September 25, 2022

With the first week of free agency over, signings are slowing. Most teams have a taste of what their rosters will look like unless they add a potential top-five player who will undoubtedly shake up the entire league.

Aside from the Kevin Durant trade, five teams stood out for what they did in the first week. Here are my biggest winners from the 2022 NBA free agency period.

PLUS: Free agency notes and instant analysis

Clippers wing depth makes them Western Conference Finals favorites

Major transactions:

  • Signed John Wall at two years, $13 million
  • Signed Nicolas Batum at two years, $22 million
  • Signed Amir Coffey at three years, $11 million
  • Ivica Zubac signed at three years, 33 million dollars

NBA analyst Danny Leroux likes to say that ownership is the NBA’s biggest competitive advantage. Steve Ballmer of the Clippers proves that adage to be true. According to Spotrac, his team is expected to pay $144 million in luxury tax this season. That’s nearly the entire payroll of all teams in the league that don’t pay taxes.

Ballmer uses that money wisely. John Wall is a nice low-risk addition that can still pack a punch. Nicolas Batum gave the Clippers excellent production, and Amir Coffey might be the best completely unknown wing in the league.

While other teams scramble to find any wing that can play, the Clippers now have an embarrassment of riches with Paul George, Kawhi Leonard, Marcus Morris, Robert Covington, Terance Mann, Batum and Coffey on their roster.

The Clippers lost big man Isaiah Hartenstein to the Knicks (they couldn’t bring him back because of the addition of Wall), but they locked Zubac into a long-term contract. They may not need much depth behind him at center — they’ll have one of the deadliest small-ball formations in the league come playoff time.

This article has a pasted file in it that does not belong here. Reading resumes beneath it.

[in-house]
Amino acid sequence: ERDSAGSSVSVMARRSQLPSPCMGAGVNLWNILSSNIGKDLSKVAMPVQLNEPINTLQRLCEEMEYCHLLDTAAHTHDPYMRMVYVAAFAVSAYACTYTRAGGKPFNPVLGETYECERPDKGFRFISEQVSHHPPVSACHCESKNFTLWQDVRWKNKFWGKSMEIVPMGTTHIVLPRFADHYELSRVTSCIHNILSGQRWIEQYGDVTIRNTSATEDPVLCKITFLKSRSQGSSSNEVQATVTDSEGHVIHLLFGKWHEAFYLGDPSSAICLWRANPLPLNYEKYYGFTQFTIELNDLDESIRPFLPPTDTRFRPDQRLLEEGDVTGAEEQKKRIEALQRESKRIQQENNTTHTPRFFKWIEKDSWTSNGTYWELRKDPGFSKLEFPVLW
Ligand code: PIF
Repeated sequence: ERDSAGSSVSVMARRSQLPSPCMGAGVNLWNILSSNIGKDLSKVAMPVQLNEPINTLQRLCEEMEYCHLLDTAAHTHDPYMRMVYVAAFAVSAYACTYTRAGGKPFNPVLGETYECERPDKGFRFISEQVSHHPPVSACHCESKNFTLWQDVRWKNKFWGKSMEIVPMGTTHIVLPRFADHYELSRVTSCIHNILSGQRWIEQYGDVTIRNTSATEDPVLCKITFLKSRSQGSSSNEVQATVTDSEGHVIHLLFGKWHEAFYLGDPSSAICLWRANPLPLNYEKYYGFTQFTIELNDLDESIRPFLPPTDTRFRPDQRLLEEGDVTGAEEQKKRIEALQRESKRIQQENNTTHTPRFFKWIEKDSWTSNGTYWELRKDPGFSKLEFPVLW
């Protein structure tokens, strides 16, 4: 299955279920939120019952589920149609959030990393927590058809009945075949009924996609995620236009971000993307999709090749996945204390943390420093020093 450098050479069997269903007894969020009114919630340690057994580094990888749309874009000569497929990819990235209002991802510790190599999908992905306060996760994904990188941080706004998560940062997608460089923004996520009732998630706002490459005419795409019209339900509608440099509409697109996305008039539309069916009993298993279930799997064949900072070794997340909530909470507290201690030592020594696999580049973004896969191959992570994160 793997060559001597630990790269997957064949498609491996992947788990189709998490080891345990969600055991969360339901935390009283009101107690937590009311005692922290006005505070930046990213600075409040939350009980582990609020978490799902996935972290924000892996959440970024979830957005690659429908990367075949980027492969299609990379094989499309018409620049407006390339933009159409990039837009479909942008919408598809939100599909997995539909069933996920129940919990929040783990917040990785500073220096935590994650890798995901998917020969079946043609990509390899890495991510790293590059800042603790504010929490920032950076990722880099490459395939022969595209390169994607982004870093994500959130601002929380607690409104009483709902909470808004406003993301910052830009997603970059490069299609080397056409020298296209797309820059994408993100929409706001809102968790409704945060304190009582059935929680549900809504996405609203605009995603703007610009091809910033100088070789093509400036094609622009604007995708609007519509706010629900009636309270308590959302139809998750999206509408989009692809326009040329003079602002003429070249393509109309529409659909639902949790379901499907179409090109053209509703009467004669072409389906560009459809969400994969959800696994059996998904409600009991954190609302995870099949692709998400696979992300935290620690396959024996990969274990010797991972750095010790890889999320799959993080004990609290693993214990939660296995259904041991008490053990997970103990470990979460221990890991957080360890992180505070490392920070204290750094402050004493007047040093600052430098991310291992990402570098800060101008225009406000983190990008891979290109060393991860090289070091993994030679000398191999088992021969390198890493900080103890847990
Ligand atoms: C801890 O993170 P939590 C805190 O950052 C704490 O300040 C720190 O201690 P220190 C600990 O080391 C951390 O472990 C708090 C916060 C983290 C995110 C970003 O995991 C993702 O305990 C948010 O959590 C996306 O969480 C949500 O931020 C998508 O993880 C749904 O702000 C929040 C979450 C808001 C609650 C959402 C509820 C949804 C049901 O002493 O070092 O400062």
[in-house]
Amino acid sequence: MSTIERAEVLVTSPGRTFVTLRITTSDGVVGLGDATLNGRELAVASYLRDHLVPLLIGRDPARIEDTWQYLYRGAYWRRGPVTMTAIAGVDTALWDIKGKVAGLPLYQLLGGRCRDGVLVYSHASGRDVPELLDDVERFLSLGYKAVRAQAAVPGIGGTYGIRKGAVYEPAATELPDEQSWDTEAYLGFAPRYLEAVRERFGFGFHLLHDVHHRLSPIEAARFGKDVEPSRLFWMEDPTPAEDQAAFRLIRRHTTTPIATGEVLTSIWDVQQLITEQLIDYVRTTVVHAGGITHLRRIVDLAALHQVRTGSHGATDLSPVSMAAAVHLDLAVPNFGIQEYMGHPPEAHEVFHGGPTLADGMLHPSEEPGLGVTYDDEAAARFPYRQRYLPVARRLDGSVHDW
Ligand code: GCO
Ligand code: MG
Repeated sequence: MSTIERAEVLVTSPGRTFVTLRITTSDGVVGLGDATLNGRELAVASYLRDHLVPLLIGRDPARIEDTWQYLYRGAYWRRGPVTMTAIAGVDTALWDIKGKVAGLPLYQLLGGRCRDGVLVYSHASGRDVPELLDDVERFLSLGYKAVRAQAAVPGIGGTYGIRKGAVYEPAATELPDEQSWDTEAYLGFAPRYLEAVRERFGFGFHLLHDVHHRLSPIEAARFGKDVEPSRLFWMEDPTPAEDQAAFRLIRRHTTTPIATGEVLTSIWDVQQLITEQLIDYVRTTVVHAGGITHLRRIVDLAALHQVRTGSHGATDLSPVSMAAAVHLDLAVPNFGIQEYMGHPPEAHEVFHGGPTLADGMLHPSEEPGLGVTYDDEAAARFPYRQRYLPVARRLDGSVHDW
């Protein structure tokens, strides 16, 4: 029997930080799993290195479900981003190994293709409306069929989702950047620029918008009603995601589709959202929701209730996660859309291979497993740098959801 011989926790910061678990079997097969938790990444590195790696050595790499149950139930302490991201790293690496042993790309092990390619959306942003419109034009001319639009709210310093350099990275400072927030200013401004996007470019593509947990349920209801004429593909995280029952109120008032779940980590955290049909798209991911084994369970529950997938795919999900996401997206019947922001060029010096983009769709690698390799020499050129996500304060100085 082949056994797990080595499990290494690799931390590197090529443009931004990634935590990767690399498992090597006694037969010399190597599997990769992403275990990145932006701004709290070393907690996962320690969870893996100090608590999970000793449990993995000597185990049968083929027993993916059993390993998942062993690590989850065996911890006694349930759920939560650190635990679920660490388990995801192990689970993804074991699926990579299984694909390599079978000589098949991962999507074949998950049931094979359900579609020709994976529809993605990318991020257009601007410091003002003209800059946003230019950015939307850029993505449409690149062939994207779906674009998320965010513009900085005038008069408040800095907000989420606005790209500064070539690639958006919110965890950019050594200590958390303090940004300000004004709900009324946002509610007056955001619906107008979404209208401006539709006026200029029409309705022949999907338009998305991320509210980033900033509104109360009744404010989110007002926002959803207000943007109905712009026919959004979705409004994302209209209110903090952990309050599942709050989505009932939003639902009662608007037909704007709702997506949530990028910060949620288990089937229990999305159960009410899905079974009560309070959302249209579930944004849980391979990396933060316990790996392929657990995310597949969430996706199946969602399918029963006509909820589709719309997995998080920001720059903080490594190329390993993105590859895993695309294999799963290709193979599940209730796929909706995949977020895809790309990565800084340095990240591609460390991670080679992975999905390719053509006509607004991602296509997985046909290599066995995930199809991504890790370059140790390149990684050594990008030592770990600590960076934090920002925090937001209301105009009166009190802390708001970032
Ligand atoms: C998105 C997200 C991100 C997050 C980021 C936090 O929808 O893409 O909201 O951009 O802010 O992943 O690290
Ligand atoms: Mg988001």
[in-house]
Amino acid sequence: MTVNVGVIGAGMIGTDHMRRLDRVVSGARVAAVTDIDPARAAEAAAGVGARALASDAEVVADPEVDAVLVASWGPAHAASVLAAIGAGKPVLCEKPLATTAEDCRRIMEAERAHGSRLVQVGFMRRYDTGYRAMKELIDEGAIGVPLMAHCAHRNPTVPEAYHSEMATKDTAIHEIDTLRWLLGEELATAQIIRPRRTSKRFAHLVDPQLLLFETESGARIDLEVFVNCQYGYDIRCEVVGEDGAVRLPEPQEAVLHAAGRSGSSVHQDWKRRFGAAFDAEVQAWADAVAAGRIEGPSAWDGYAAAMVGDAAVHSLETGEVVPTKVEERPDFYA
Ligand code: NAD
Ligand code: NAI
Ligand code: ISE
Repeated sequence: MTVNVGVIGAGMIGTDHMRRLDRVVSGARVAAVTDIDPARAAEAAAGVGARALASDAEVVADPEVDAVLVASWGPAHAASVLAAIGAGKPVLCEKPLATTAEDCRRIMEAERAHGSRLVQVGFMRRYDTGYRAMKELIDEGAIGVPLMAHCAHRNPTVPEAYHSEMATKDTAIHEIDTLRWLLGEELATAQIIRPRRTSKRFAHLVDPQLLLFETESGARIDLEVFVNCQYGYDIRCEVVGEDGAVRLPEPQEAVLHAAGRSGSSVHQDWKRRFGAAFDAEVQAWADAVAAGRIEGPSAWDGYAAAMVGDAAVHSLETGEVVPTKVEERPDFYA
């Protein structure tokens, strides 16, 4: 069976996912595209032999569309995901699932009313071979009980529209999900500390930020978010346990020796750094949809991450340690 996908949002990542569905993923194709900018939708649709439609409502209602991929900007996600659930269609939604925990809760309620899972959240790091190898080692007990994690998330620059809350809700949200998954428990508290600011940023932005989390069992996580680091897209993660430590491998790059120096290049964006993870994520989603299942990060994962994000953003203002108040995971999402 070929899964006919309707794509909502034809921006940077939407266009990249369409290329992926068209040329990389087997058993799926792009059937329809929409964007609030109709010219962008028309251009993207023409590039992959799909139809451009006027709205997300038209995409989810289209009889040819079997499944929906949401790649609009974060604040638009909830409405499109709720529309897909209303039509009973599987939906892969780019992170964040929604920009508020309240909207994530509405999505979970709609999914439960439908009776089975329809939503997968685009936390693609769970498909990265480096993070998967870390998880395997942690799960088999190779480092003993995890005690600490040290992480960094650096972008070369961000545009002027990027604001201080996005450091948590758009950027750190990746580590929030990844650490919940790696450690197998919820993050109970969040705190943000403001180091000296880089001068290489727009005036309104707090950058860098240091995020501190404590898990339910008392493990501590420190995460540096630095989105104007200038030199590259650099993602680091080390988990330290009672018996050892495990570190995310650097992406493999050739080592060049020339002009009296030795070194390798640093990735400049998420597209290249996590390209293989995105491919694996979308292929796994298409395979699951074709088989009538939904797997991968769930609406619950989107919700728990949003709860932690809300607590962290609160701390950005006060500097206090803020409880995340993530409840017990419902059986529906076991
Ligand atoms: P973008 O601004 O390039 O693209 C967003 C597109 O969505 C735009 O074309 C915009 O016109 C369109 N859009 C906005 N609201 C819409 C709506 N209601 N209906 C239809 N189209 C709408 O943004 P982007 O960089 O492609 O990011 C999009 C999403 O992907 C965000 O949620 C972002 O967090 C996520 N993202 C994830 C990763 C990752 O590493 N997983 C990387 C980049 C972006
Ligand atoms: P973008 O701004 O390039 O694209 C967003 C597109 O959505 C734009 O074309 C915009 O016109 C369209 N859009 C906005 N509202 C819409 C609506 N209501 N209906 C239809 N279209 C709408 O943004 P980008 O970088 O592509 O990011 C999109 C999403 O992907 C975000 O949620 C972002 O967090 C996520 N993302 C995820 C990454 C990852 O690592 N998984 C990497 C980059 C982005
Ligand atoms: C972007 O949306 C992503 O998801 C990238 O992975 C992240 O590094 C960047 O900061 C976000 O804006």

They are my very first choice to come out of the Western Conference this season.

Jazz won big in Rudy Gobert trade

Major transactions:

  • Traded Rudy Gobert in exchange for Malik Beasley, Patrick Beverley, Walker Kessler, Jarred Vanderbilt, Leandro Bolmaro, four first-round picks (unprotected in 2023, 2025, 2027, and top five protected in 2029), traded first-round picks round in 2026
  • Traded Royce O’Neale for a first-round pick

The Rudy Gobert trade was good for both teams, but it was exceptional for the Jazz. That kind of draft pay — four first-round picks, a 2026 pick trade and Walker Kessler, the No. 22 pick in this year’s draft — is outrageous from a historical perspective.

Wolves are betting Gobert will keep them out of the lottery this 2027 window. But the NBA is an unpredictable league. The Nets made the same bet when they traded for James Harden. Ask them how it works for them now.

MORE: How Kevin Durant’s trade request completely changes Rockets deal for Harden

Lost in the mix of all draft fairness, including another pick the Jazz got by moving Royce O’Neale, is that they also picked up some fine Wolves veterans.

Patrick Beverley and Jarred Vanderbilt were the main reason Wolves formed a respectable No.13 defense last season. These guys will have commercial value if the Jazz want to completely tear their team down to the posts. If they decide to keep them, it immediately solves the huge Achilles heel of the Jazz’s perimeter defense that led them to playoff disappointment in the Gobert-Donovan Mitchell era.

NOH: Jarred Vanderbilt is the Disney Plus version of Dennis Rodman

The Celtics have filled all their holes with Malcolm Brogdon and Danilo Gallinari

Major transactions:

  • Received Malcolm Brogdon in exchange for Daniel Theis, Aaron Nesmith, Nik Stauskas, Malik Fitts, Juwan Morgan, 2023 first-round picks
  • Signed Danilo Gallinari to a two-year deal with mid-tier taxpayer exception

The Celtics were a fantastic team last season, but their two most glaring weaknesses were a lack of play from a ball-handling playmaker and consistent 3-point shooting.